In this video, Kim Caldwell, reads an example of the power of your mood from The Law and the Promise by Neville Goddard.
CHAPTER 7 – MOODS (from The Law and the Promise by Neville Goddard)
“This is an age in which the mood decides the fortunes of people rather than the fortunes decide the mood.” —Sir Winston Churchill
Men regard their moods far too much as effects and not sufficiently as causes. Moods are imaginal activities without which no creation is possible. We say that we are happy because we have achieved our goal; we do not realize that the process works equally well in the reverse direction—that we shall achieve our goal because we have assumed the happy feeling of the wish fulfilled.
Moods are not only the result of the conditions of our life; they are also the causes of those conditions. In “The Psychology of Emotions,” Professor Ribot writes, “An idea which is only an idea produces nothing and does nothing; it only acts if it is felt, if it is accompanied by an effective state, if it awakens tendencies, that is to say, motor elements.”
The lady in the following story so successfully felt the feeling of her wish fulfilled, she made her mood the character of the night—frozen in a delightful dream.
“Most of us read and love fairy stories, but we all know that stories of improbable riches and good fortune are for the delight of the very young. But are they? I want to tell you of something unbelievably wonderful that happened to me through the power of my imagination — and I am not ‘young’ in years. We live in an age which believes in neither fable nor magic, and yet everything I could possibly want in my wildest day-dreams was given to me by the simple use of what you teach — that ‘imagining creates reality’ and that ‘feeling’ is the secret of imagining.
“At the time this wonderful thing happened to me I was out of a job and had no family to fall back upon for support. I needed just about everything. To find a decent job I needed a car to look for it, and though I had a car it was so worn out it was ready to fall apart. I was behind in my rent; I had no proper clothes to seek a job; and today it’s no fun for a woman of fifty-five to apply for a job of any kind. My bank account was almost depleted and there was no friend to whom I could turn.
“But I had been attending your lectures for almost a year and my desperation forced me to put my imagination to the test. Indeed, I had nothing to lose. It was natural for me, I suppose, to begin by imagining myself having everything I needed. But I needed so many things and in such short order that I found myself exhausted when I finally got through the list, and by that time I was so nervous I could not sleep. One lecture night I heard you tell of an artist who captured the ‘feeling,’ or ‘word,’ as you called it, of ‘isn’t it wonderful!’ in his personal experience. I began to apply this idea to my case. Instead of thinking of and imagining every article I needed, I tried to capture the ‘feeling’ that something wonderful was happening to me—not tomorrow, not next week—but right now. I would say over and over to myself as I fell asleep, ‘Isn’t it wonderful! Something marvelous is happening to me now!’ And as I fell asleep I would feel the way I would expect to feel under such circumstances.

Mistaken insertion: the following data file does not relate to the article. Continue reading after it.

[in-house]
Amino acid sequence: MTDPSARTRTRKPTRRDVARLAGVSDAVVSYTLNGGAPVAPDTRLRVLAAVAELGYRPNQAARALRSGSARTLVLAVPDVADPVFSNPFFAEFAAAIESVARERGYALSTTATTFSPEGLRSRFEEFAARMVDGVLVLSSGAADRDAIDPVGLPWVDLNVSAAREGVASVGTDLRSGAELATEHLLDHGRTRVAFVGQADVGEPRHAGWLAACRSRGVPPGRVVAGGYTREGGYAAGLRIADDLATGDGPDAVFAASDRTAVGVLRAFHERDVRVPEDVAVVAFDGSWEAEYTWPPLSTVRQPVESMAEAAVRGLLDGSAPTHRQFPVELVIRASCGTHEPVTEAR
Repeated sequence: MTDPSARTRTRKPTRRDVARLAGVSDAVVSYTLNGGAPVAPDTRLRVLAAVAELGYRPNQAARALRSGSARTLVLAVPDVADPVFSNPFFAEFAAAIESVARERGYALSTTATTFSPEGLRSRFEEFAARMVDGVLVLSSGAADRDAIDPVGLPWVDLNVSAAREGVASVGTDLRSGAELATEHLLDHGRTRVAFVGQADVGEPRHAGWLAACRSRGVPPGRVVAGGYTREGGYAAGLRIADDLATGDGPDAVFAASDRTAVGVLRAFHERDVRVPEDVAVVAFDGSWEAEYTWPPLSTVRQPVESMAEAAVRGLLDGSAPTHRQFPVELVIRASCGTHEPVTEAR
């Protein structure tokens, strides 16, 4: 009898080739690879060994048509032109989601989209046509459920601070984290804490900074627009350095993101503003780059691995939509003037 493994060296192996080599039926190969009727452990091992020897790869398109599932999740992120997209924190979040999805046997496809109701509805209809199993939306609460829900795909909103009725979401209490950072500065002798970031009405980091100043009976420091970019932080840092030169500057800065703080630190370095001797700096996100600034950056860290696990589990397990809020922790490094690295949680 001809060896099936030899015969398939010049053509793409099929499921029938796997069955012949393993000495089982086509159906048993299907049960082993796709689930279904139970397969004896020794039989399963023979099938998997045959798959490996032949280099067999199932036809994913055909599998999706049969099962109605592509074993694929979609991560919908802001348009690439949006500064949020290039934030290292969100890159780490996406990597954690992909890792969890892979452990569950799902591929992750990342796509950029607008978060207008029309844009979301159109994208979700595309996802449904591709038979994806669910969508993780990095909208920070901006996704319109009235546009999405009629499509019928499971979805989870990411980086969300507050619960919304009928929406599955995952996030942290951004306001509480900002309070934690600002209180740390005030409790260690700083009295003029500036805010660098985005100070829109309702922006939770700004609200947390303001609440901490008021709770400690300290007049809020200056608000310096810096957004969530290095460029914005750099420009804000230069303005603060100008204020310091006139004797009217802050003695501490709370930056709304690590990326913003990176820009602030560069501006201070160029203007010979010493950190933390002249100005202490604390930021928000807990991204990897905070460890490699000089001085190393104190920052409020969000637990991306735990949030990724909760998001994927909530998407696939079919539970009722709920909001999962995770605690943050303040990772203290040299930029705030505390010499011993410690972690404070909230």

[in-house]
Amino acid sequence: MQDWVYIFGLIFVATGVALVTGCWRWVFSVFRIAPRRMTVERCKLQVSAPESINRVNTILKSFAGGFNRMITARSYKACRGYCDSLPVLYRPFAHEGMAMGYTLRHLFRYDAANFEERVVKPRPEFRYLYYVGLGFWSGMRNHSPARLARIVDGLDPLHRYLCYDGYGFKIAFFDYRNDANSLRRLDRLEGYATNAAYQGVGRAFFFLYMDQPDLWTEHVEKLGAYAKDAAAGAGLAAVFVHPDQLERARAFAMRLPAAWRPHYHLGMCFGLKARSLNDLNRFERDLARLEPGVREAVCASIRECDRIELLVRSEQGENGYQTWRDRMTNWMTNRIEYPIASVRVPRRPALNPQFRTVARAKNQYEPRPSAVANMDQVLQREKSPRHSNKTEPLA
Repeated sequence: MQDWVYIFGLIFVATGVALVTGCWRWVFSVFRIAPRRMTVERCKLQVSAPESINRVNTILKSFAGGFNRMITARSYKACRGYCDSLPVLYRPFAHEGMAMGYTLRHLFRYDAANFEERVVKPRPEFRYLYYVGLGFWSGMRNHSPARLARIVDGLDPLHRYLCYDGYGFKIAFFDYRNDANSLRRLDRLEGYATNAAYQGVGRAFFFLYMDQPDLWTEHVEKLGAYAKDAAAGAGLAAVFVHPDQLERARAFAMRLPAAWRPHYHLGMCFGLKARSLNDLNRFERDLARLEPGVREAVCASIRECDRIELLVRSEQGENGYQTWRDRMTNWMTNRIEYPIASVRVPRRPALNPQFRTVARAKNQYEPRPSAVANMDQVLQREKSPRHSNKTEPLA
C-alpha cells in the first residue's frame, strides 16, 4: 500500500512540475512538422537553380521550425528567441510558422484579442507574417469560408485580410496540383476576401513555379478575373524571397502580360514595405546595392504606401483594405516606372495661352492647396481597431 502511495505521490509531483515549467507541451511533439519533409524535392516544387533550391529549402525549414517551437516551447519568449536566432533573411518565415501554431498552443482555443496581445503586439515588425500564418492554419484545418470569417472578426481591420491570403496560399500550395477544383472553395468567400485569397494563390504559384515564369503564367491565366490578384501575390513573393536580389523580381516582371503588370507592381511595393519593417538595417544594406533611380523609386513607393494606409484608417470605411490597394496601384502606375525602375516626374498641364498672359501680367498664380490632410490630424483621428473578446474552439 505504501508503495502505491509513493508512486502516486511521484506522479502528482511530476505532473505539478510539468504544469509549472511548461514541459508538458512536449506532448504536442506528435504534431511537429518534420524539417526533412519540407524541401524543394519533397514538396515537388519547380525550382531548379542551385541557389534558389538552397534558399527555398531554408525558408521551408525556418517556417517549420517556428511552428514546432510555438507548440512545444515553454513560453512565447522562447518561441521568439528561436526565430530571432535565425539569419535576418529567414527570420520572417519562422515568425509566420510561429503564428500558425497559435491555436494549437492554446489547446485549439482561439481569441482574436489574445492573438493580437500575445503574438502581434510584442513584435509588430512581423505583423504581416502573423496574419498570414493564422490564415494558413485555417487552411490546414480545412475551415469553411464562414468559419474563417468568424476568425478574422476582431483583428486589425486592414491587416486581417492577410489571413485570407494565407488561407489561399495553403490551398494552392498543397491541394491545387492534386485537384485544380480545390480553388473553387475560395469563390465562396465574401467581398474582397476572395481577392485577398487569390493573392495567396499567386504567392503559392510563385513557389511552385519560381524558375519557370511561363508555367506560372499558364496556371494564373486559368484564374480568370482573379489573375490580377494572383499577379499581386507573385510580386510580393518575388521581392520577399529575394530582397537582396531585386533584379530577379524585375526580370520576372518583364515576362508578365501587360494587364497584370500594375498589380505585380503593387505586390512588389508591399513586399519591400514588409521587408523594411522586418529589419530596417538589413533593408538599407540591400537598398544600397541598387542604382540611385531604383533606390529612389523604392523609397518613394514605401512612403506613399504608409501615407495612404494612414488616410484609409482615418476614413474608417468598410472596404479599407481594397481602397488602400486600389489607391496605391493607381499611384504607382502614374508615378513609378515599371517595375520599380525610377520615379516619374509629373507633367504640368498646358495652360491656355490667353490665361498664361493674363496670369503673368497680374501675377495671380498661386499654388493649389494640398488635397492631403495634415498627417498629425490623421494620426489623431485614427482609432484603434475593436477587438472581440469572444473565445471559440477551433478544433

“I repeated that imaginary action and feeling for two months, night after night, and one day in early October I met a casual friend I hadn’t seen for months who informed me he was about to leave on a trip to New York. I had lived in New York many years ago and we talked of the city a few moments and then parted. I completely forgot the incident. One month later, to the day, this man called at my apartment and simply handed me a Certified Check in my name for twenty-five hundred dollars. After I got over the initial shock of seeing my name on a check for so much money, the story that unfolded seemed to me like a dream. It concerned a friend I had not seen nor heard from in more than twenty-five years. This friend of my past, I now learned, had become extremely wealthy in those twenty-five years. Our mutual acquaintance who had brought the check to me had met him quite by accident during the trip to New York last month. During their conversation they spoke of me, and for reasons I was not to know (for to this day I have not heard from him personally and have never attempted to contact him) this old friend decided to share a portion of his great wealth with me.
“For the next two years, from the office of his attorney, I received monthly checks so generous in amount they not only covered every necessary requirement of daily living, but left much over for all the lovely things of life: a car, clothes, a spacious apartment — and best of all, no need to earn my daily bread.
“This past month I received a letter and some legal papers to be signed which provide the continuation of this monthly income for the rest of my natural life!” . . . T.K.
CLN editor note: Thank you to in5d.com for posting this video…